Blaming it on bad timing, Finance Minister Roni Bar-On has withdrawn his controversial plan for tax reform, including slapping tax on study funds (kranot hishtalmut).

"I was wrong in my timing. The economy is more important than my ego," he said yesterday, after which the Histadrut labor federation called off the general strike it had scheduled for the start of July.

Bar-On made clear to the top Finance Ministry management that he was canceling the reform because of the opposition from the Histadrut on taxing study funds. He also briefed Prime Minister Ehud Olmert and Bank of Israel governor Stanley Fischer on his decision. "In these days of political instability, it is very important to keep the economy out of the political game and continue managing it rationally," he told TheMarker.

It was unreasonable for the economy to pay the price of a general strike because of political opposition, Bar-On said. "As the person in charge of the economic system, and based on my desire to maintain economic stability, I concluded that given the political instability and the fear of an economic slowdown, it would be best to prevent a strike at this time, the jolts that a strike would cause and destabilization of the labor market."

The tax reform plan, including lower income and corporate tax but new tax on study funds, had been consolidated by treasury officials over a long period of time, Bar-On said. Various opinions had been offered and discussed.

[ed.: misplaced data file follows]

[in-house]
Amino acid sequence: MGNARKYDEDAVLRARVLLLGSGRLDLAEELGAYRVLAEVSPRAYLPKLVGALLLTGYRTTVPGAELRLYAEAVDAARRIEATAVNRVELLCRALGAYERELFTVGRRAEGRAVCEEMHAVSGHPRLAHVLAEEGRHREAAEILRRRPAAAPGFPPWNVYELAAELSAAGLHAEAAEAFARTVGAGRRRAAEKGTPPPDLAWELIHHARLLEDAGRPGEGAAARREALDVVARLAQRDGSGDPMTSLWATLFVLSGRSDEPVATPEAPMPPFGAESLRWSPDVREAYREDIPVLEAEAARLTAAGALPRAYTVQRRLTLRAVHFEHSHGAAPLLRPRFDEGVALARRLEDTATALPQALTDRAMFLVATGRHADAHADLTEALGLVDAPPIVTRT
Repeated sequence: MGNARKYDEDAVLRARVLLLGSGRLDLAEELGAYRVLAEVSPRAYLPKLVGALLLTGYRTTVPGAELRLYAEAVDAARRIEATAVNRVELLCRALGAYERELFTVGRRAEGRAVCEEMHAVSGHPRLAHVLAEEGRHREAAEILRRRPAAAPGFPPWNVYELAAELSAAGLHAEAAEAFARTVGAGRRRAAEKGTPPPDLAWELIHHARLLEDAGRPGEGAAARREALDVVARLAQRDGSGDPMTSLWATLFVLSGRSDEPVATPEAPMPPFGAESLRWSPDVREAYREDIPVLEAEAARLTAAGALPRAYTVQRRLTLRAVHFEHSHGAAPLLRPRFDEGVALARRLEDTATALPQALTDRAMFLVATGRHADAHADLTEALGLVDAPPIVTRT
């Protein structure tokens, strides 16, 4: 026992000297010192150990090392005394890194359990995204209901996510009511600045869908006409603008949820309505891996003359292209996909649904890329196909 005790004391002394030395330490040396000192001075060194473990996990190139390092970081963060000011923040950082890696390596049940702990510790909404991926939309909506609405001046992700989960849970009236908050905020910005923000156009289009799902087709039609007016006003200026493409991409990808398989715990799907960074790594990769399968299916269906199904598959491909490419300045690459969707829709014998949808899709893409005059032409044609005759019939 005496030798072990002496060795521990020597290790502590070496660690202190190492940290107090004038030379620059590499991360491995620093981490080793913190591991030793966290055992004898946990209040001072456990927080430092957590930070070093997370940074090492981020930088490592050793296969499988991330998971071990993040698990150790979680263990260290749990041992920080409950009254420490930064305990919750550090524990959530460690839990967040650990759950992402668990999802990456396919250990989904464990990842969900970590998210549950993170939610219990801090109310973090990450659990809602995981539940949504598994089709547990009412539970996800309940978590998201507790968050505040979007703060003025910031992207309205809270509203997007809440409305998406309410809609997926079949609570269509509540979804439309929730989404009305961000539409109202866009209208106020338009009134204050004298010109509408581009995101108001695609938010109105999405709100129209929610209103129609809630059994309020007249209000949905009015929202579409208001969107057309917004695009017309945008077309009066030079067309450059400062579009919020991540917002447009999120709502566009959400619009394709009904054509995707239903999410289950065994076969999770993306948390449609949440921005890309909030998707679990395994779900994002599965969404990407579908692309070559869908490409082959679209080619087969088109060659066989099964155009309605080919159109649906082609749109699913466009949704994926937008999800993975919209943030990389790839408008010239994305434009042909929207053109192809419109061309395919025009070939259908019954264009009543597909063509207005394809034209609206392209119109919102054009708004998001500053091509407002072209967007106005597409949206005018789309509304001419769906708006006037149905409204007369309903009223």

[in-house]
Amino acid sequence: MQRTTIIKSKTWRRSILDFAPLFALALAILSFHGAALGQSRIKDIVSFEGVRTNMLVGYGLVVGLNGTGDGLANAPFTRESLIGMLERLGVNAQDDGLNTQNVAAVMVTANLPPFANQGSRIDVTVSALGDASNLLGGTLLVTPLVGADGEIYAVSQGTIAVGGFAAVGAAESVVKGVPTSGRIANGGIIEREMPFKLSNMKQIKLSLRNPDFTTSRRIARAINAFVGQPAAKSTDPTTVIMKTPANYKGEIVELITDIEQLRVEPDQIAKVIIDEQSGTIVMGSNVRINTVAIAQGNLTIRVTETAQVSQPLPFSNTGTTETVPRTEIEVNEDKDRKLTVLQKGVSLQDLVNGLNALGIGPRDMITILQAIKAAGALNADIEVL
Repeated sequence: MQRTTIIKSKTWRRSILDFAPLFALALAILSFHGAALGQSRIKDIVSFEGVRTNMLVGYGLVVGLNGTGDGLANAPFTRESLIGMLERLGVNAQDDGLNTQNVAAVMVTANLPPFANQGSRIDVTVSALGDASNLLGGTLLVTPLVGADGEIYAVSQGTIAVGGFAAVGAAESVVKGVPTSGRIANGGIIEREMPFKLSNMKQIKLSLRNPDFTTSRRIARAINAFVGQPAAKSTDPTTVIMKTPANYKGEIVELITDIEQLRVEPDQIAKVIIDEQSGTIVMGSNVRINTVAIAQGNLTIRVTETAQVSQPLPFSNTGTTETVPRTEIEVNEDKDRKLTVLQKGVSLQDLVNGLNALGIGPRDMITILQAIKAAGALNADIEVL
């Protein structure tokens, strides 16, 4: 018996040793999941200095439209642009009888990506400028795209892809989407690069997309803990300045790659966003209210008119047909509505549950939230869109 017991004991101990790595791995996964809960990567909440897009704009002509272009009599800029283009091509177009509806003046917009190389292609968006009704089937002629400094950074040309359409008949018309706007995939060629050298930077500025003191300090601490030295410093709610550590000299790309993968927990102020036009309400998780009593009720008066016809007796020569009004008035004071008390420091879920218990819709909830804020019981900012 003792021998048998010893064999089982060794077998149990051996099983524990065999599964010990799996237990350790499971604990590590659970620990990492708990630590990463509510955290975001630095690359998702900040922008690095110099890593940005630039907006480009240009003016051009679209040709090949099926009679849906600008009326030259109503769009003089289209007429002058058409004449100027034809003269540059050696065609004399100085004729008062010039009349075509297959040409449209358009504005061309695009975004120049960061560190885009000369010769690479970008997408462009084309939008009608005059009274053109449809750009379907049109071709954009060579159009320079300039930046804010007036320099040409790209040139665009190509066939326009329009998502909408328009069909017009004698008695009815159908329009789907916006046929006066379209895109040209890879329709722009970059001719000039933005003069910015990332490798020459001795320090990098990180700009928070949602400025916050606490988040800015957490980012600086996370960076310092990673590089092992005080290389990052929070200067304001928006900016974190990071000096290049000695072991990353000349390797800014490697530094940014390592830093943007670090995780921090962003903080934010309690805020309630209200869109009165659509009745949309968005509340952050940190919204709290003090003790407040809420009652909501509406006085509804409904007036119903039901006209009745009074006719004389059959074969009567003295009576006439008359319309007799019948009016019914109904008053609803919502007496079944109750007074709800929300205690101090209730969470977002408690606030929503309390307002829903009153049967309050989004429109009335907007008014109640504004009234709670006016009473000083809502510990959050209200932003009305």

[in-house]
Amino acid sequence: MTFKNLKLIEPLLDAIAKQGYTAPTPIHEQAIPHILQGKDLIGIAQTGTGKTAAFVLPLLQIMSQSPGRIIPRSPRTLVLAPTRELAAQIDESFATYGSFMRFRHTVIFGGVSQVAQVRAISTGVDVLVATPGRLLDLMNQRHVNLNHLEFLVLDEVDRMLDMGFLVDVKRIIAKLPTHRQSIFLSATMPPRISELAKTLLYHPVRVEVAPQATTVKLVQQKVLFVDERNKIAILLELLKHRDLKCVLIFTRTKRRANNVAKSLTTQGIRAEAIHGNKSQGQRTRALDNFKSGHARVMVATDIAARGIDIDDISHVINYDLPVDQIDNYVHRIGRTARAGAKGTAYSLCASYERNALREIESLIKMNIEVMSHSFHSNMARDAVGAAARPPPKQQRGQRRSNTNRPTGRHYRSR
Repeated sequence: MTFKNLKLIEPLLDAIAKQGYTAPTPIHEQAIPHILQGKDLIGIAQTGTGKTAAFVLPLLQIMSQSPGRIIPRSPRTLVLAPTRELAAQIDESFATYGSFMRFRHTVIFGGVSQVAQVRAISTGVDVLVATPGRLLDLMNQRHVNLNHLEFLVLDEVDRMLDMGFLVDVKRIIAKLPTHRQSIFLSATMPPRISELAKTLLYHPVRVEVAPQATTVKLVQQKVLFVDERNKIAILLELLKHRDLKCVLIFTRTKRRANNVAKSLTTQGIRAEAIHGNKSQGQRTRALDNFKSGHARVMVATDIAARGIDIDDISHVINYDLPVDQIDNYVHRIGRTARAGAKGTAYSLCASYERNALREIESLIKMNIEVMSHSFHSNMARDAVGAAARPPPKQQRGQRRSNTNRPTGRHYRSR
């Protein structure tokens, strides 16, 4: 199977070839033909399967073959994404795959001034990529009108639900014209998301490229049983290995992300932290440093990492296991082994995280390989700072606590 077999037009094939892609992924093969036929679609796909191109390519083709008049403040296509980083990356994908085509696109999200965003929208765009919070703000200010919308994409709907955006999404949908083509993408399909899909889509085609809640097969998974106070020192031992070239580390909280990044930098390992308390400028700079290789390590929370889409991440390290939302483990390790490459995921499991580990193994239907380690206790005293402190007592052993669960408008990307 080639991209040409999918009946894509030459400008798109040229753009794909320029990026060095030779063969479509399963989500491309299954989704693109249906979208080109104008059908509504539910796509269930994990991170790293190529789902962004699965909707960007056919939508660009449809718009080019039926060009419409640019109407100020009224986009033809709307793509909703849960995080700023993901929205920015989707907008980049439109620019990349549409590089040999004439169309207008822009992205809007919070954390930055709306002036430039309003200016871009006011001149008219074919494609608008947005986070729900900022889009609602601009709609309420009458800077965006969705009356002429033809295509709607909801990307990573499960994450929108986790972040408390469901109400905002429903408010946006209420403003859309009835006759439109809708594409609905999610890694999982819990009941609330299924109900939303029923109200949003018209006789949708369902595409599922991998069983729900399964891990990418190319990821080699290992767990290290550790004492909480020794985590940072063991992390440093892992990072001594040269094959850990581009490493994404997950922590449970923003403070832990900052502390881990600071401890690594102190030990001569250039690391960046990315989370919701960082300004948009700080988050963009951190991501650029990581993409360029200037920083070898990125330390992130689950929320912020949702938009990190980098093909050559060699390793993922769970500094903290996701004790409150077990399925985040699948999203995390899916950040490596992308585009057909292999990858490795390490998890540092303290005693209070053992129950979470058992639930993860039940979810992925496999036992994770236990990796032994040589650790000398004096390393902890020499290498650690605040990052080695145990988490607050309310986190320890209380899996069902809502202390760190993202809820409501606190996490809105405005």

"I believed that the plan was balanced," the minister said. "The responsibility is entirely mine. I was wrong to think that the program could be advanced now, despite its controversial elements."

Seeing that it couldn't, Bar-On said, "I decided that instead of being stubborn, hunkering down in position and risking setting off a general strike, it would be better to withdraw the plan and return in the future with a better one."

He does intend to continue promoting tax reform, and to find additional revenues for the treasury that come from somewhere other than taxing the study funds, Bar-On said.

Bar-On had meant to accelerate income tax cuts, reducing the maximal level of marginal tax from 46% in 2009 to 42% in 2015, and lowering corporate tax from 27% in 2008 to 20% in 2014. Taxing study funds would have compensated for part but not all of the lost income.